Milestone for the almshousesWritten by Nick Jones Saturday, 26 July 2014 10:42
Residents and guests filled a marquee on the lawn to mark the 100th birthday of an estate of bungalows that celebrate High Barnet’s good fortune over the centuries in attracting benefactors who have built almshouses for the poor and elderly.
Three of Thomas Watson’s great-great-grandchildren – Robert Colgate and his sisters Mrs Sarah Housden and Ms Heather Colgate – unveiled the commemorative stone.
Their cousin Mrs Jenny Harrold, chair of the trustees, who welcomed guests to the centenary tea party (24.7.2014), described the family’s continuing connection with the homes and their care and interest in the welfare of the residents.
Watson was proprietor of Sutton & Co, road hauliers and his daughters, Annie and Florence, established the almshouses in memory of their father for “old and loyal employees”.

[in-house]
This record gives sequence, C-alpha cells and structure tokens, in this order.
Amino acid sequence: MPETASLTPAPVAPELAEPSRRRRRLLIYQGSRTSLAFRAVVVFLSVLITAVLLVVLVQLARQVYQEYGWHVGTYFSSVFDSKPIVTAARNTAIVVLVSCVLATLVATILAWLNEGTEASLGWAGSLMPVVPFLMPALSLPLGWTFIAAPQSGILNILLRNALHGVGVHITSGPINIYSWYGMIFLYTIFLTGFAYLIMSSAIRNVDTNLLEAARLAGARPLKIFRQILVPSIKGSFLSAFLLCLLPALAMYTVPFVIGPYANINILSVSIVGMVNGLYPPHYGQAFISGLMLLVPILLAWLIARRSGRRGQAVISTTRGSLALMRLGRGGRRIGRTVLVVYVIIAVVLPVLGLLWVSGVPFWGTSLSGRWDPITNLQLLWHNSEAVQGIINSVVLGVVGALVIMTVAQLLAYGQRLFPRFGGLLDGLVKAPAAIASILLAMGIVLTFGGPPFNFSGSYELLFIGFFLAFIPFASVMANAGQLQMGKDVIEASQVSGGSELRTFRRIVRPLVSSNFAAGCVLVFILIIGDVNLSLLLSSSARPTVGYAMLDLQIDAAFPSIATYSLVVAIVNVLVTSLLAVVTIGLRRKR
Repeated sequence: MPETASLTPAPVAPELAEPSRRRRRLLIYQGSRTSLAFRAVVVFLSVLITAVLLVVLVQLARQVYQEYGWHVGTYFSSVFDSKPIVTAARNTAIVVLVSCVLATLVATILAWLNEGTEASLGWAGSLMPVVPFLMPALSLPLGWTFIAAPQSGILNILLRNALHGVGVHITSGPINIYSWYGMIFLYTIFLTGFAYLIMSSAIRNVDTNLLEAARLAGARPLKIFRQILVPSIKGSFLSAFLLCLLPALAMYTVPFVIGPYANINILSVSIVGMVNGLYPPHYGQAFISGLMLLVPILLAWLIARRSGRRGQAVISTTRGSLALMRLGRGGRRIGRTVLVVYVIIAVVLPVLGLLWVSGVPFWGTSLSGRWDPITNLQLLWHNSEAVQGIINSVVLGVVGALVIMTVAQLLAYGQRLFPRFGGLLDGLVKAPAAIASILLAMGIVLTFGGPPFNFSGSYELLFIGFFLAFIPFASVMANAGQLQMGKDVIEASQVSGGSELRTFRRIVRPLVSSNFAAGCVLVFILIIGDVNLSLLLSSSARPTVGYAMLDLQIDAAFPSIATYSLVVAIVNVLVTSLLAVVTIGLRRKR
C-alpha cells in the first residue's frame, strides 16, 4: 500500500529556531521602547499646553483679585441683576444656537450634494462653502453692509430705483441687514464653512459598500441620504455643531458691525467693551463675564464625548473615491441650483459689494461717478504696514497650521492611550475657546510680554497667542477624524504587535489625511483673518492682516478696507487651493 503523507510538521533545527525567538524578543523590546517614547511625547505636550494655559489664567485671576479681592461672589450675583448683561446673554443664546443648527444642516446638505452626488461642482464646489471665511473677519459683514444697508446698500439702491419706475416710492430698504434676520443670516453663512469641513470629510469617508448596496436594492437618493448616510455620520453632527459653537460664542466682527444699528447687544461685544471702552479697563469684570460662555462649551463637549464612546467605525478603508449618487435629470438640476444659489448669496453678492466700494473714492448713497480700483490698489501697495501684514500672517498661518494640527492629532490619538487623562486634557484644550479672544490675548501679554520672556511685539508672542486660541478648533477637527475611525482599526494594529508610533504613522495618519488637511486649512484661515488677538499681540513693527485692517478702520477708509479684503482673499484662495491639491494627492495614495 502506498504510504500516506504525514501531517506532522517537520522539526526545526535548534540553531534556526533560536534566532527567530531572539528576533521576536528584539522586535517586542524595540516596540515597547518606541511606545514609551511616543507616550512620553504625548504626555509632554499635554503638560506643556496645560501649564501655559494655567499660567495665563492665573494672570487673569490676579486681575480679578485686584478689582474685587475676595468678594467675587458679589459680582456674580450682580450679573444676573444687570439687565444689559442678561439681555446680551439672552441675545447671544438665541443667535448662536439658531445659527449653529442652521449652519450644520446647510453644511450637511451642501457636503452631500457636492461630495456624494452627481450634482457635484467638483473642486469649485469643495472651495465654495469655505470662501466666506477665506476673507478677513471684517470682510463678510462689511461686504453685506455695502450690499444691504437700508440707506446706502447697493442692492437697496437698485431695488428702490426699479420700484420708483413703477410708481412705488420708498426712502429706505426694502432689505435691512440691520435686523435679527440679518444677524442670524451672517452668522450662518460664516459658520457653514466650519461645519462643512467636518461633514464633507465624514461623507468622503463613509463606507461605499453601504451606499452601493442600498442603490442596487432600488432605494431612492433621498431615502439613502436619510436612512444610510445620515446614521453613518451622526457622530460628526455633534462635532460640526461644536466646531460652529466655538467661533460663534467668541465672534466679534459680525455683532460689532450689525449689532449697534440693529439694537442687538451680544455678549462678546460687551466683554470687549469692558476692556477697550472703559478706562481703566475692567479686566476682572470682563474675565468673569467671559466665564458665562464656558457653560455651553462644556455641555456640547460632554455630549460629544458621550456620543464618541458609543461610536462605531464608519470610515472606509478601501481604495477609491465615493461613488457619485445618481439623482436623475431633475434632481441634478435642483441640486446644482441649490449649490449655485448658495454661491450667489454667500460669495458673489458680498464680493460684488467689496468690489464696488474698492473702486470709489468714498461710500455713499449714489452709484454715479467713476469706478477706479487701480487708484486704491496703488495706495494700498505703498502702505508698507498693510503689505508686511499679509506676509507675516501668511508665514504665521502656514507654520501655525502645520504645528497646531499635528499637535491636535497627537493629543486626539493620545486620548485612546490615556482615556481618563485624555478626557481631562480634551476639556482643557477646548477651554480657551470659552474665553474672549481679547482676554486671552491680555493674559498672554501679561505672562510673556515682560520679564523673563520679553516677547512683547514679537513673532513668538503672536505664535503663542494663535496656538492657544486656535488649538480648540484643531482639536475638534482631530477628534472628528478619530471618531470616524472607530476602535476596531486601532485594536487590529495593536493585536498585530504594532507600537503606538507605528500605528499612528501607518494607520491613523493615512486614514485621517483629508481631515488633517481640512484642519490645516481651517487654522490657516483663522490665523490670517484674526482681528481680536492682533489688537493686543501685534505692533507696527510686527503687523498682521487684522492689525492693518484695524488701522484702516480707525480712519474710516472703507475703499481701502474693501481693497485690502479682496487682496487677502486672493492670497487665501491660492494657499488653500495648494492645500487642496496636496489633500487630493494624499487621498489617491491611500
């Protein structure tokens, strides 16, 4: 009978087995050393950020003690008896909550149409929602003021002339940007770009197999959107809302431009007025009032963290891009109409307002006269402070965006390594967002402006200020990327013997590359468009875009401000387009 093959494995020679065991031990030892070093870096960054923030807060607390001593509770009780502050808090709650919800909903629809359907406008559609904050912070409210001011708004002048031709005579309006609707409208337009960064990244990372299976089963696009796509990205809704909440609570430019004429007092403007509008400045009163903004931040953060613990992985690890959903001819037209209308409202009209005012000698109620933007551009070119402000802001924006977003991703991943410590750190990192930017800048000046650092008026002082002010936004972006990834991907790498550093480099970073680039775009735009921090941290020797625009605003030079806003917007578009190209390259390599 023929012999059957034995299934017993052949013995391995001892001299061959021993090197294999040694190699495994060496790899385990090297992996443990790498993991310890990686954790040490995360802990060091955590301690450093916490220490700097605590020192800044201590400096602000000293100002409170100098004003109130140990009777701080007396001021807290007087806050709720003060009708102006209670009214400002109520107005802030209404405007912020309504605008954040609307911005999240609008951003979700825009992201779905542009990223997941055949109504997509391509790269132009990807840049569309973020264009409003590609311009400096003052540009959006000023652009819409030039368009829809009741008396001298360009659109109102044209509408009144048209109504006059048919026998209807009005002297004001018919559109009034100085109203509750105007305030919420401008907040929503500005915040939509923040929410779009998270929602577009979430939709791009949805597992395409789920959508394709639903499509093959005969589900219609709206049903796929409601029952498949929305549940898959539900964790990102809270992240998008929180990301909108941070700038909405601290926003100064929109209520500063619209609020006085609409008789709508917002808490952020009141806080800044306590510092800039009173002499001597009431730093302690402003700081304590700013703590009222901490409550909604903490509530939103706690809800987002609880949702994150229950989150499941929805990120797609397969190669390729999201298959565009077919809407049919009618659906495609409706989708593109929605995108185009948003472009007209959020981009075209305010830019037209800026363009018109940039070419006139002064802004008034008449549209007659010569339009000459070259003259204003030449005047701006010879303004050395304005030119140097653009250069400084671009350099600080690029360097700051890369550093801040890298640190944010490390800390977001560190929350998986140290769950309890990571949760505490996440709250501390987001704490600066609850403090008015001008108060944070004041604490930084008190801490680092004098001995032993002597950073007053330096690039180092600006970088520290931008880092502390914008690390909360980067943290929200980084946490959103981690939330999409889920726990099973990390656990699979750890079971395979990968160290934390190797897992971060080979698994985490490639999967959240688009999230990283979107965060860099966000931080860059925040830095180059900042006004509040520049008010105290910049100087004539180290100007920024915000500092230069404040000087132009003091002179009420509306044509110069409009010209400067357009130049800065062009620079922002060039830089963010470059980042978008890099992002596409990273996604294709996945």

Mrs Harrold said aunties Annie and Flo, as they were known to residents, established the endowment for the purchase of the land and the construction of the original twelve cottages.
She felt honoured to be chairing the centenary event. “For our family this is a very special place where 100 years ago the two aunts declared the home open. Here today we have three direct descendants of Thomas Watson and ten relatives connected through marriage.”
Today’s residents include former employees of the National Freight Consortium and the delivery company DHL. Mrs Harrold reminded them that, unlike their predecessors, they could now take the keys to their property when they went out and also stay out after 10.p.m.!
Descendants of Thomas Watson celebrating the centenary of the homes built in his name
Guests included the Chipping Barnet MP Mrs Theresa Villiers and the Deputy Mayor of Barnet, Councillor David Longstaff.
A commemorative stone marking the centenary of the Thomas Watson Cottage Homes was unveiled by three of his great-great- grandchildren, Robert Holgate, Sarah Housden Heather Colgate.
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